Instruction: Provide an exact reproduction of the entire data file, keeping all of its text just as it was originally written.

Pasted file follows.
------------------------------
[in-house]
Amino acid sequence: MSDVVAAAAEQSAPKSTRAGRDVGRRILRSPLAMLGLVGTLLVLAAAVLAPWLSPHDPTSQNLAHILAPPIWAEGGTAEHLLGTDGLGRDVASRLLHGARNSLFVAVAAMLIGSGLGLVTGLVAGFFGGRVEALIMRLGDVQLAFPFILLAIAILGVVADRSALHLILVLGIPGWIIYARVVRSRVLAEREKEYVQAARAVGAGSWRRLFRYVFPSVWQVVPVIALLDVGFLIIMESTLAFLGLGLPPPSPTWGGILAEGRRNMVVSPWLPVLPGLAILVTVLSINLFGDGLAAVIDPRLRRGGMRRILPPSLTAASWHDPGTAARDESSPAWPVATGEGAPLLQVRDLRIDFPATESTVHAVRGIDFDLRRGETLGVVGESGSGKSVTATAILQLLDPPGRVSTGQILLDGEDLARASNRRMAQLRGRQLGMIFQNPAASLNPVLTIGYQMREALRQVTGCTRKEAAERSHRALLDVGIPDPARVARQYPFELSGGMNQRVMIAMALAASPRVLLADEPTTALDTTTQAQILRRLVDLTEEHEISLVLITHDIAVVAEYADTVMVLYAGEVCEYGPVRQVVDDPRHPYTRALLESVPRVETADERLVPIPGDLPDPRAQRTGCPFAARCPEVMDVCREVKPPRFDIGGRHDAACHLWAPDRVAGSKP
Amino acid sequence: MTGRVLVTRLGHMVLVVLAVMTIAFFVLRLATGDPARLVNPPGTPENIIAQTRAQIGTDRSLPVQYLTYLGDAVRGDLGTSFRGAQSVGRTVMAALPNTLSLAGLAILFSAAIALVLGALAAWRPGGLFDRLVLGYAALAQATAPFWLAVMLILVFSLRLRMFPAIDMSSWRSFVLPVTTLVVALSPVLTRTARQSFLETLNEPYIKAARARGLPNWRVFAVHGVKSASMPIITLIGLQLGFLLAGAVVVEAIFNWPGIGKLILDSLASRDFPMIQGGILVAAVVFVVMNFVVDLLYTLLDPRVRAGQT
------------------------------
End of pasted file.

[in-house]
Amino acid sequence: MSDVVAAAAEQSAPKSTRAGRDVGRRILRSPLAMLGLVGTLLVLAAAVLAPWLSPHDPTSQNLAHILAPPIWAEGGTAEHLLGTDGLGRDVASRLLHGARNSLFVAVAAMLIGSGLGLVTGLVAGFFGGRVEALIMRLGDVQLAFPFILLAIAILGVVADRSALHLILVLGIPGWIIYARVVRSRVLAEREKEYVQAARAVGAGSWRRLFRYVFPSVWQVVPVIALLDVGFLIIMESTLAFLGLGLPPPSPTWGGILAEGRRNMVVSPWLPVLPGLAILVTVLSINLFGDGLAAVIDPRLRRGGMRRILPPSLTAASWHDPGTAARDESSPAWPVATGEGAPLLQVRDLRIDFPATESTVHAVRGIDFDLRRGETLGVVGESGSGKSVTATAILQLLDPPGRVSTGQILLDGEDLARASNRRMAQLRGRQLGMIFQNPAASLNPVLTIGYQMREALRQVTGCTRKEAAERSHRALLDVGIPDPARVARQYPFELSGGMNQRVMIAMALAASPRVLLADEPTTALDTTTQAQILRRLVDLTEEHEISLVLITHDIAVVAEYADTVMVLYAGEVCEYGPVRQVVDDPRHPYTRALLESVPRVETADERLVPIPGDLPDPRAQRTGCPFAARCPEVMDVCREVKPPRFDIGGRHDAACHLWAPDRVAGSKP
Amino acid sequence: MTGRVLVTRLGHMVLVVLAVMTIAFFVLRLATGDPARLVNPPGTPENIIAQTRAQIGTDRSLPVQYLTYLGDAVRGDLGTSFRGAQSVGRTVMAALPNTLSLAGLAILFSAAIALVLGALAAWRPGGLFDRLVLGYAALAQATAPFWLAVMLILVFSLRLRMFPAIDMSSWRSFVLPVTTLVVALSPVLTRTARQSFLETLNEPYIKAARARGLPNWRVFAVHGVKSASMPIITLIGLQLGFLLAGAVVVEAIFNWPGIGKLILDSLASRDFPMIQGGILVAAVVFVVMNFVVDLLYTLLDPRVRAGQT